At lower magnification, gain reduced all the way down and a long exposure, the image looks decent. This is a bit of a cheat though.
But how do they look side by side looking at the same thing with illumination?
One characteristic of the L3 WP unfilmed tube is that you can see the fixed pattern noise under high-light conditions. See the chicken wire throughout the image below? My Elbit PVS-27 retube and the Photonis PVS-27 retube do not have this issue.
Below is the Photonis PVS-27 retube. This CNVD looked the best. The consensus was it shows a bit more contrast than the other CVNDs.
A big part of using a CNVD is the lighting situation. There was no moon and the sun was setting behind this hill so there was a considerable amount of light causing the clip-ons to dim down and drop the resolution. See how dark it is below? Can you see the target?
See the white spect just above the reticle in the illuminator below? That is a steel target 1250 yards away that is sub-MOA. It is less than 12.5″ wide. In a future Friday Night Lights article, I will discuss what it took to make this shot in the dark.
Should You Get A PVS-27 Retube?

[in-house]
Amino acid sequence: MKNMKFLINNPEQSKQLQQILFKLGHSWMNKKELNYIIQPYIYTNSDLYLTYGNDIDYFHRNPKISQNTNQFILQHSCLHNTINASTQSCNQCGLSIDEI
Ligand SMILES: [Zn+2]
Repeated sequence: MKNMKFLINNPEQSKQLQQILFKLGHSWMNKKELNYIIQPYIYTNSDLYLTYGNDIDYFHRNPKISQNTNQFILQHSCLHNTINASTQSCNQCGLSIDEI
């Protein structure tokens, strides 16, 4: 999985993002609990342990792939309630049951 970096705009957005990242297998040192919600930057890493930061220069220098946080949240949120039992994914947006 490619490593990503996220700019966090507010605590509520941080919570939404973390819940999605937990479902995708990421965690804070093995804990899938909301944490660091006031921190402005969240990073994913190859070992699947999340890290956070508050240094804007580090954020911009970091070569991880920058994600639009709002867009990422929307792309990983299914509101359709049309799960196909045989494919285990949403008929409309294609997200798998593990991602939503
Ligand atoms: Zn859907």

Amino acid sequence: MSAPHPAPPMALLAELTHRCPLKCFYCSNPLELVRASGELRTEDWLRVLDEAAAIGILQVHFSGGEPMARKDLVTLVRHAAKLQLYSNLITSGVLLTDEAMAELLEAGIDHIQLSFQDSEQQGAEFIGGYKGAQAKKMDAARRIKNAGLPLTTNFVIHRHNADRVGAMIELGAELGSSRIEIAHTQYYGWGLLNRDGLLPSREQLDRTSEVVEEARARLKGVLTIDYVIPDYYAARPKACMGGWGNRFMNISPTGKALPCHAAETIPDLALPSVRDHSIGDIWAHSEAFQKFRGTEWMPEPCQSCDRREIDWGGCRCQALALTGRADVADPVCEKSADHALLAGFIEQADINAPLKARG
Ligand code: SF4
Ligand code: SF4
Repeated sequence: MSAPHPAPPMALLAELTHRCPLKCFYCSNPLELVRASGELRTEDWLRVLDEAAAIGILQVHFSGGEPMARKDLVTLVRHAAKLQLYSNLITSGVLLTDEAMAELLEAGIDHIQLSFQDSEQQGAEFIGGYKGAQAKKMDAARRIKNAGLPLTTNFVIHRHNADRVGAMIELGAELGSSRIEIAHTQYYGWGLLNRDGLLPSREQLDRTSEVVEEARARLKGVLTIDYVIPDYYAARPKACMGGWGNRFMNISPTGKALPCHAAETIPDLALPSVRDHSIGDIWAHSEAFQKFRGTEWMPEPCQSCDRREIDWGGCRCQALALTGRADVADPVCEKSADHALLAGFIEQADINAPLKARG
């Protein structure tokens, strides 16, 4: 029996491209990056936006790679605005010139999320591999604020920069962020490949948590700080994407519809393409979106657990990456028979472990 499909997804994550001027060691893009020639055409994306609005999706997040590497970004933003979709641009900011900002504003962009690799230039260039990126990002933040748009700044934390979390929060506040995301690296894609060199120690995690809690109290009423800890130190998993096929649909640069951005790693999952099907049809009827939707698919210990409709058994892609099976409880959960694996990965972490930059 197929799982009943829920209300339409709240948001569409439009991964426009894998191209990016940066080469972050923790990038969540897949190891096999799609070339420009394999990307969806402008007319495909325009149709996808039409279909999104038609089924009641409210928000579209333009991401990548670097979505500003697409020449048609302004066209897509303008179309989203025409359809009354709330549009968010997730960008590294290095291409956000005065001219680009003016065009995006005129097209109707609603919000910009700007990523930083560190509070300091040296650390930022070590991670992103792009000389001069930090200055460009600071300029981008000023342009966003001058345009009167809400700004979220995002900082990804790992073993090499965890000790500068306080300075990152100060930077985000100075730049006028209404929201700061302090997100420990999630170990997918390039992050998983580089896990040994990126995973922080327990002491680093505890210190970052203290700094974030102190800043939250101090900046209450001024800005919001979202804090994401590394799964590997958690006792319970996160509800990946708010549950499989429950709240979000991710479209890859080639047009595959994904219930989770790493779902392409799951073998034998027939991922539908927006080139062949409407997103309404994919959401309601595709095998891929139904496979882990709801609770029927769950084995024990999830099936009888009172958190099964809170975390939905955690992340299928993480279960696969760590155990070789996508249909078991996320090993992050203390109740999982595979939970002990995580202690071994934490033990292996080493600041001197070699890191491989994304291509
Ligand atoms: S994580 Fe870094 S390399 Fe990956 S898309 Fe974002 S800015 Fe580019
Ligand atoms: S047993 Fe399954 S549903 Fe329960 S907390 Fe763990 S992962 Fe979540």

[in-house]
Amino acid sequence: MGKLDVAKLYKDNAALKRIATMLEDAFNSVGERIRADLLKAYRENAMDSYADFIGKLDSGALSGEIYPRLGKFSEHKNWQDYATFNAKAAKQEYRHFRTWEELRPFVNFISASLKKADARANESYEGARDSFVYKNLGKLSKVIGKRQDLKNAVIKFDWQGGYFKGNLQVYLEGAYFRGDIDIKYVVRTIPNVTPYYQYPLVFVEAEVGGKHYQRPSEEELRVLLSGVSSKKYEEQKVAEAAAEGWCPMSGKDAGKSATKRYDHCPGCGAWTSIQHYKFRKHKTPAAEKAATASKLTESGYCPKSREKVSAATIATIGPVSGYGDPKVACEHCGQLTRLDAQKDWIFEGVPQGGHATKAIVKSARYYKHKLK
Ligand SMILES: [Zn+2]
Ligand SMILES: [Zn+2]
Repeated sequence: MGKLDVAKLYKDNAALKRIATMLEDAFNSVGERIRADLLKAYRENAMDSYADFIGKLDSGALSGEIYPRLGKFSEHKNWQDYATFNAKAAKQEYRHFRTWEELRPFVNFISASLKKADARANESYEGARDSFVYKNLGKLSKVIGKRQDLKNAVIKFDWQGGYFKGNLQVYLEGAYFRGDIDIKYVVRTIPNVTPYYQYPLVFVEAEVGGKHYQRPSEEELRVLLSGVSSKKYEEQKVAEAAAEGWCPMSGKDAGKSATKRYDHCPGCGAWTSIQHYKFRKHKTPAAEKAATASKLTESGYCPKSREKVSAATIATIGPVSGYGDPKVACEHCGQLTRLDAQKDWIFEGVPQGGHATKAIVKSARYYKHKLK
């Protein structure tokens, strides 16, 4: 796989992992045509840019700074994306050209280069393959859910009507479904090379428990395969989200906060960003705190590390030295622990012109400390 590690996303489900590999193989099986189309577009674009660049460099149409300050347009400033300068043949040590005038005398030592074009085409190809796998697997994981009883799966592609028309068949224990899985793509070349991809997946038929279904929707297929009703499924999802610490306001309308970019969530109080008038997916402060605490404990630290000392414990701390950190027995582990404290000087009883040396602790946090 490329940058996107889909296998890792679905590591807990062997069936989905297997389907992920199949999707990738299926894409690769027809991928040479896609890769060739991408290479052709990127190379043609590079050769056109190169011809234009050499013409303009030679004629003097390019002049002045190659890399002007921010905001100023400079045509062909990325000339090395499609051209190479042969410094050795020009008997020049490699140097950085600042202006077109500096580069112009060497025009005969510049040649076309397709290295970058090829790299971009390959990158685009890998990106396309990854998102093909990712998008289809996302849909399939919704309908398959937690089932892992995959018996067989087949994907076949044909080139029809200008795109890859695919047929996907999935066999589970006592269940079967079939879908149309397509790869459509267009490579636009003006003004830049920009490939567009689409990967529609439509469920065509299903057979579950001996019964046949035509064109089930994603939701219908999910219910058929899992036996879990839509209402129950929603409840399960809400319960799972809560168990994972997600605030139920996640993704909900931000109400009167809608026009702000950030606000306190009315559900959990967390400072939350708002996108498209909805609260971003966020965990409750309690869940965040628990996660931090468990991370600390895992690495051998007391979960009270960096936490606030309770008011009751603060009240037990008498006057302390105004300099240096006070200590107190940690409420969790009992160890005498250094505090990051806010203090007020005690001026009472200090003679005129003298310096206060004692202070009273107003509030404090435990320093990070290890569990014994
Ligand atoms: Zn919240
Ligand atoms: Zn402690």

So that is the ultimate question. My friend Kythe was pondering this exact question when we compared these CNVDs together. He has a green PVS-27 and it works great. It comes down to money and priorities. A PVS-27 or a PVS-30 are not cheap. You can get refurbed PVS-30s for around $4k-$5k. The PVS-27s are arguably better performers and they fetched similar pricing. Now you need to spend $2k+ on a white phosphor tube and pay Sure Shot Night Vision to install it. Jay charges $1,950 for labor. While that may sound expensive, this is a very niche service. You can’t contact FLIR or L3 and ask them to retube your clip-ons. And even if they did, I am sure they would charge a whole bunch more. So the labor cost, by Sure Shot Night Vision is not that bad when you consider retail on these CNVDs is close to $10k depending on which ones you get. If you have a poor performing clip-on, then yes, a retube will make it better. If you already have a great clip-on, then maybe just leave well enough alone. The sad thing is the CNVD-LR was not even turned on because in a previous test it performed worse than the PVS-30 retube. Both of them having L3 WP tubes inside them. The CNVD-LR does not have as much glass to let light in so it suffers and it costs more than any of the retubed CNVDs. If you can get a PVS-27 or PVS-30 for a great price then sure, give it new life and send it to Jay at Sure Shot Night Vision. Otherwise, use what you got and practice.